Dr. Deborah Anderson from Boston University School of Medicine (BUSM) and her colleagues are challenging dogma about the transmission of the human immunodeficiency virus type 1 (HIV-1). Most research has focused on infection by free viral particles, while this group proposes that HIV is also transmitted by infected cells. While inside cells, HIV is protected from antibodies and other antiviral factors, and cell-to-cell virus transmission occurs very efficiently through intercellular synapses. The Journal of Infectious Diseases (JID) has devoted their December supplement to this important and understudied topic.
The 10 articles, four from researchers at BUSM, present the case for cell-associated HIV transmission as an important element contributing to the HIV epidemic. Anderson chides fellow researchers for not using cell-associated HIV in their transmission models: “The failure of several recent vaccine and microbicide clinical trials to prevent HIV transmission may be due in part to this oversight.”
Approximately 75 million people in the world have been infected with HIV-1 since the epidemic started over 30 years ago, mostly through sexual contact and maternal-to-child transmission. A series of vaccine and microbicide clinical trials to prevent HIV transmission have been unsuccessful, and scientists are returning to the drawing board to devise new approaches. The JID supplement advocates for new strategies that target HIV-infected cells in mucosal secretions.
Cilia, the cell’s tails and antennas, are among the most important biological structures. They line our windpipe and sweep away all the junk we inhale; they help us see, smell and reproduce. When a mutation disrupts the function or structure of cilia, the effects on the human body are devastating and sometimes lethal.
The challenge in diagnosing, studying and treating these genetic disorders, called ciliopathies, is the small size of cilia—about 500-times thinner than a piece of paper. It’s been difficult to examine them in molecular detail until now.
Professor Daniela Nicastro and postdoctoral fellow Jianfeng Lin have captured the highest-resolution images of human cilia ever, using a new approach developed jointly with Lawrence Ostrowski and Michael Knowles from the University of North Carolina School of Medicine. They reported on the approach in a recent issue of Nature Communications.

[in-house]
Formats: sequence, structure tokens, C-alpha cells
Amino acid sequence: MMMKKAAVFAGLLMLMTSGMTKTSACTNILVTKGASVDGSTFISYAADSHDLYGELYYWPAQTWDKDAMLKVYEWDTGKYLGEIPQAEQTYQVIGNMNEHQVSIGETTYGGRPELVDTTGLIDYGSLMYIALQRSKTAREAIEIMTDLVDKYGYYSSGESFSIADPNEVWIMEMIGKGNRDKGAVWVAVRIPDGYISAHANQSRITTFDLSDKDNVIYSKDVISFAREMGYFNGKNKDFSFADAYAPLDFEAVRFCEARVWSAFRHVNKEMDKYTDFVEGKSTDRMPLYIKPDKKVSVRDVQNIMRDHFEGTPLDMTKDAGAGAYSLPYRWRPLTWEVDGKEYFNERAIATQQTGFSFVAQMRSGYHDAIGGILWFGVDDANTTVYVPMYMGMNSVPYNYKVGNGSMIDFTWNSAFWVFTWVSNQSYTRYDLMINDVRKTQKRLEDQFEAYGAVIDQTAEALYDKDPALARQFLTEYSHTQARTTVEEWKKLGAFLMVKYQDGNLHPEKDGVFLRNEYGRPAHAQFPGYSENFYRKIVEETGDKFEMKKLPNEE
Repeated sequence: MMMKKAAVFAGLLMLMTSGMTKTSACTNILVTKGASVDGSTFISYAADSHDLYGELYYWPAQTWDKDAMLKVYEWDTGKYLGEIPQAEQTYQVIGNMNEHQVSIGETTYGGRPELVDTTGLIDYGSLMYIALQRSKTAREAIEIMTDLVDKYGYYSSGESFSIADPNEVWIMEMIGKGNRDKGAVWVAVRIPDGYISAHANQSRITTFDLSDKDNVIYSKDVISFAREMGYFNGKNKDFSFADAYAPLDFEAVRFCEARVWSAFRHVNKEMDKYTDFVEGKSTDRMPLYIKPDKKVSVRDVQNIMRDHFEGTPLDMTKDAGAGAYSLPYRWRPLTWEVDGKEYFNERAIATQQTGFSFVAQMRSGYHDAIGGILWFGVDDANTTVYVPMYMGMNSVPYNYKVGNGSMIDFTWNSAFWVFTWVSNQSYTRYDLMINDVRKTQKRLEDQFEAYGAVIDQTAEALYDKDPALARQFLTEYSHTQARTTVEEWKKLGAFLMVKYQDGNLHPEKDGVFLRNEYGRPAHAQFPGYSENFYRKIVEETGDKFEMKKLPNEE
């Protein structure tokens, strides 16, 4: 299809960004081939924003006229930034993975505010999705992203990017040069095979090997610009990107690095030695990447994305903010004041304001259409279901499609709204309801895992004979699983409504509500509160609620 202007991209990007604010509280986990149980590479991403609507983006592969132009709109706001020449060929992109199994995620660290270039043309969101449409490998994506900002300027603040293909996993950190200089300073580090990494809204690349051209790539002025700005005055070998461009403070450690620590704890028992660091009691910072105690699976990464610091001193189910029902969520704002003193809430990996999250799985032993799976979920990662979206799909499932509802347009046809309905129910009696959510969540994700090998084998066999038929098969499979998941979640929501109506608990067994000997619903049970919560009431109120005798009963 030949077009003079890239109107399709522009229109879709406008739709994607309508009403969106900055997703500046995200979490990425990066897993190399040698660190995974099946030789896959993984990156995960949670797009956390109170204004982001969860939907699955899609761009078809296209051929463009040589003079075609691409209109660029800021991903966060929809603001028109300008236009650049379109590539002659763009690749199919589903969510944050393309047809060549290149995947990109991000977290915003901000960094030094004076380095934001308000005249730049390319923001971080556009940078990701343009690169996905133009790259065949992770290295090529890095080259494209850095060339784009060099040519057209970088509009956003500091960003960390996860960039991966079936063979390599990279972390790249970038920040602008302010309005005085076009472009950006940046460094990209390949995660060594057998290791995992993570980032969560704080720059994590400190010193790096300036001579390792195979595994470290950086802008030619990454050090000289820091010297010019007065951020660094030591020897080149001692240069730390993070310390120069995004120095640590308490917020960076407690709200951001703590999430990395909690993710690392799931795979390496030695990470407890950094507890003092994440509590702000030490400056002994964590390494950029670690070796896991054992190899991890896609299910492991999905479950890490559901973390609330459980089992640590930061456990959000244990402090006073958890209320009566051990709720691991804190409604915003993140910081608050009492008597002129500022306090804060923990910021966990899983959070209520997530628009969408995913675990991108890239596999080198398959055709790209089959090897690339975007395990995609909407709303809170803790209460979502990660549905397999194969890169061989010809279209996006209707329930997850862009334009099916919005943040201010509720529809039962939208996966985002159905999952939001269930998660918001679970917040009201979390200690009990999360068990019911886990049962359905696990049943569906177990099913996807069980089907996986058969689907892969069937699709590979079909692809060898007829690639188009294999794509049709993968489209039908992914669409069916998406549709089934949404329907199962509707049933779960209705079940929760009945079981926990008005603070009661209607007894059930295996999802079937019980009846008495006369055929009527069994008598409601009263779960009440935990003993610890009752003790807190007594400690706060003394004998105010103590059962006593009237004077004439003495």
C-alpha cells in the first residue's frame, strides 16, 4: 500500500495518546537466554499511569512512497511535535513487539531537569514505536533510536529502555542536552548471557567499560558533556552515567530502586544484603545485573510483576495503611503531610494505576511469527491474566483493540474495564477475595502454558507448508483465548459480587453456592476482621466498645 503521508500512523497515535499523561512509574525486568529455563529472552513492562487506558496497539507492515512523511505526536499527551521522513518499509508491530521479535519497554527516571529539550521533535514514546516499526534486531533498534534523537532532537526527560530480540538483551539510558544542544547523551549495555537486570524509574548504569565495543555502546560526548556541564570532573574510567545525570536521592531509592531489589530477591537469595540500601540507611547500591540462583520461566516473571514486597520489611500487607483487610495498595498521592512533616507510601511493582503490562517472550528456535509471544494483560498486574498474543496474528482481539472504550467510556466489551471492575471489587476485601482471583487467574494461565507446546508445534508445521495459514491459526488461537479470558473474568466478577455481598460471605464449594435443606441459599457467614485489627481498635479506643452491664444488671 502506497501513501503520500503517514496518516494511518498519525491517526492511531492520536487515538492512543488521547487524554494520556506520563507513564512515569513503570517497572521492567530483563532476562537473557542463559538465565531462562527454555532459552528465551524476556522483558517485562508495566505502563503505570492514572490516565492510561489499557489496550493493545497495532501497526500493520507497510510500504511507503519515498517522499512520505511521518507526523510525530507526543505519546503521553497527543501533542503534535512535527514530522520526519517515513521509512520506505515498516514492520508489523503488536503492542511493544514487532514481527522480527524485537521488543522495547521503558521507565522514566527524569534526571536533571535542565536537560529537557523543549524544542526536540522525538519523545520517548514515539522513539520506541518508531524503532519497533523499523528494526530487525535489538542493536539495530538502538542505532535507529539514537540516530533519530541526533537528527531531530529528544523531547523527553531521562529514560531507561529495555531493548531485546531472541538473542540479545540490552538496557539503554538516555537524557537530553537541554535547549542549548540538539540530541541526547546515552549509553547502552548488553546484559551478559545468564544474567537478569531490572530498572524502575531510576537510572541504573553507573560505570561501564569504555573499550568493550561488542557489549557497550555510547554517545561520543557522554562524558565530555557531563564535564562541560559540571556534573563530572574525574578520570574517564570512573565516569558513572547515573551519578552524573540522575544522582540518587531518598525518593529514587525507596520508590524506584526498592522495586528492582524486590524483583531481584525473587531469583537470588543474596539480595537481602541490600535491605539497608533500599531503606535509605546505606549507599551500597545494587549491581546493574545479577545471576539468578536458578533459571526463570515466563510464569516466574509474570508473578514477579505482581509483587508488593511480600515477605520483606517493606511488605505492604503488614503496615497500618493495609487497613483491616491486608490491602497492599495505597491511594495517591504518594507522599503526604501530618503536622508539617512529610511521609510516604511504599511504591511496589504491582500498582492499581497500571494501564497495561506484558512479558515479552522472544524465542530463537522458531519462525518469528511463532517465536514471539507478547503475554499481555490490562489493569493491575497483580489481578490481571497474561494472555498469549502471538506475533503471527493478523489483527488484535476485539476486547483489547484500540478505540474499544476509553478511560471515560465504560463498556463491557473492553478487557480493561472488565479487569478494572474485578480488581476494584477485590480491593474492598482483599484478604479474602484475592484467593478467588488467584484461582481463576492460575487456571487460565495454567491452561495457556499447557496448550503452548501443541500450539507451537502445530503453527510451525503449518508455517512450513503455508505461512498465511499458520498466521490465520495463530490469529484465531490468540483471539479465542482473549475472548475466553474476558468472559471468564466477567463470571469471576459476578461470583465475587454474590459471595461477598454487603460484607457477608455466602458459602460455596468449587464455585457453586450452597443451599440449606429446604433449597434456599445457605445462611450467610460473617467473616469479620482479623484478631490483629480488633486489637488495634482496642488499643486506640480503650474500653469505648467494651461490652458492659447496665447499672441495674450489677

About 20 different ciliopathies have been identified so far, including primary ciliary dyskinesia (PCD) and polycystic kidney disease (PKD), two of the most common ciliopathies. They are typically diagnosed through genetic screening and examination of a patient’s cilia under a conventional electron microscope.
UT Southwestern Medical Center researchers have identified a possible therapy to treat neurofibromatosis type 1 or NF1, a childhood neurological disease characterized by learning deficits and autism that is caused by inherited mutations in the gene encoding a protein called neurofibromin.
Researchers initially determined that loss of neurofibromin in mice affects the development of the part of the brain called the cerebellum, which is responsible for balance, speech, memory, and learning.
The research team, led by Dr. Luis F. Parada, Chairman of Developmental Biology, next discovered that the anatomical defects in the cerebellum that arise in their mouse model of NF1 could be reversed by treating the animals with a molecule that counteracts the loss of neurofibromin.
“Children with neurofibromatosis have a high incidence of intellectual deficits and autism, syndromes that have been linked to the cerebellum and cortex,” said Dr. Parada, Director of the Kent Waldrep Foundation Center for Basic Neuroscience Research and holder of the Diana K. and Richard C. Strauss Distinguished Chair in Developmental Biology and the Southwestern Ball Distinguished Chair in Nerve Regeneration Research at UT Southwestern. “Our findings in these mouse models suggest that despite embryonic loss of the gene, therapies after birth may be able to reverse some aspects of the disease.”